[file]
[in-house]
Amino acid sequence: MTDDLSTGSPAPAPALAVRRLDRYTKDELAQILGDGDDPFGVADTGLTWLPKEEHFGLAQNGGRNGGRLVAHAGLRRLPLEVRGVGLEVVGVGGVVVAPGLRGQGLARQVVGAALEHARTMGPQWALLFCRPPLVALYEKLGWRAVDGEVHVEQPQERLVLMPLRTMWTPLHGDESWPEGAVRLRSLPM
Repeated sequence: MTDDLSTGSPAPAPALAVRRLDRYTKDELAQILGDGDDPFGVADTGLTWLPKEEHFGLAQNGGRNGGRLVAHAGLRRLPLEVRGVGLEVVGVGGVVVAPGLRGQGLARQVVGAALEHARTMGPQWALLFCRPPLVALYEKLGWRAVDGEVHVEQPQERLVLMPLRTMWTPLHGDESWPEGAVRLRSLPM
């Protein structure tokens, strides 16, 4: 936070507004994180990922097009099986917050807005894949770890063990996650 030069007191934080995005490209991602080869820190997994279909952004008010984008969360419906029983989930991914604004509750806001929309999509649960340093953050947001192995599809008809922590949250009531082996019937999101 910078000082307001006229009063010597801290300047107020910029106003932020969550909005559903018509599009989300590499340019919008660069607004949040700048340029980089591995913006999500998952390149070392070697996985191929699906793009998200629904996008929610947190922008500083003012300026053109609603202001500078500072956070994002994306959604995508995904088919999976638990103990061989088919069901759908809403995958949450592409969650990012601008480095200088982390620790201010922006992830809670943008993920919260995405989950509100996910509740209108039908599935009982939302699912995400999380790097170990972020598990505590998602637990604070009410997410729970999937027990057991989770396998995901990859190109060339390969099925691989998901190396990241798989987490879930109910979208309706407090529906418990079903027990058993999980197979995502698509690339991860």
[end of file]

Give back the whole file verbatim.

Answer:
[in-house]
Amino acid sequence: MTDDLSTGSPAPAPALAVRRLDRYTKDELAQILGDGDDPFGVADTGLTWLPKEEHFGLAQNGGRNGGRLVAHAGLRRLPLEVRGVGLEVVGVGGVVVAPGLRGQGLARQVVGAALEHARTMGPQWALLFCRPPLVALYEKLGWRAVDGEVHVEQPQERLVLMPLRTMWTPLHGDESWPEGAVRLRSLPM
Repeated sequence: MTDDLSTGSPAPAPALAVRRLDRYTKDELAQILGDGDDPFGVADTGLTWLPKEEHFGLAQNGGRNGGRLVAHAGLRRLPLEVRGVGLEVVGVGGVVVAPGLRGQGLARQVVGAALEHARTMGPQWALLFCRPPLVALYEKLGWRAVDGEVHVEQPQERLVLMPLRTMWTPLHGDESWPEGAVRLRSLPM
């Protein structure tokens, strides 16, 4: 936070507004994180990922097009099986917050807005894949770890063990996650 030069007191934080995005490209991602080869820190997994279909952004008010984008969360419906029983989930991914604004509750806001929309999509649960340093953050947001192995599809008809922590949250009531082996019937999101 910078000082307001006229009063010597801290300047107020910029106003932020969550909005559903018509599009989300590499340019919008660069607004949040700048340029980089591995913006999500998952390149070392070697996985191929699906793009998200629904996008929610947190922008500083003012300026053109609603202001500078500072956070994002994306959604995508995904088919999976638990103990061989088919069901759908809403995958949450592409969650990012601008480095200088982390620790201010922006992830809670943008993920919260995405989950509100996910509740209108039908599935009982939302699912995400999380790097170990972020598990505590998602637990604070009410997410729970999937027990057991989770396998995901990859190109060339390969099925691989998901190396990241798989987490879930109910979208309706407090529906418990079903027990058993999980197979995502698509690339991860």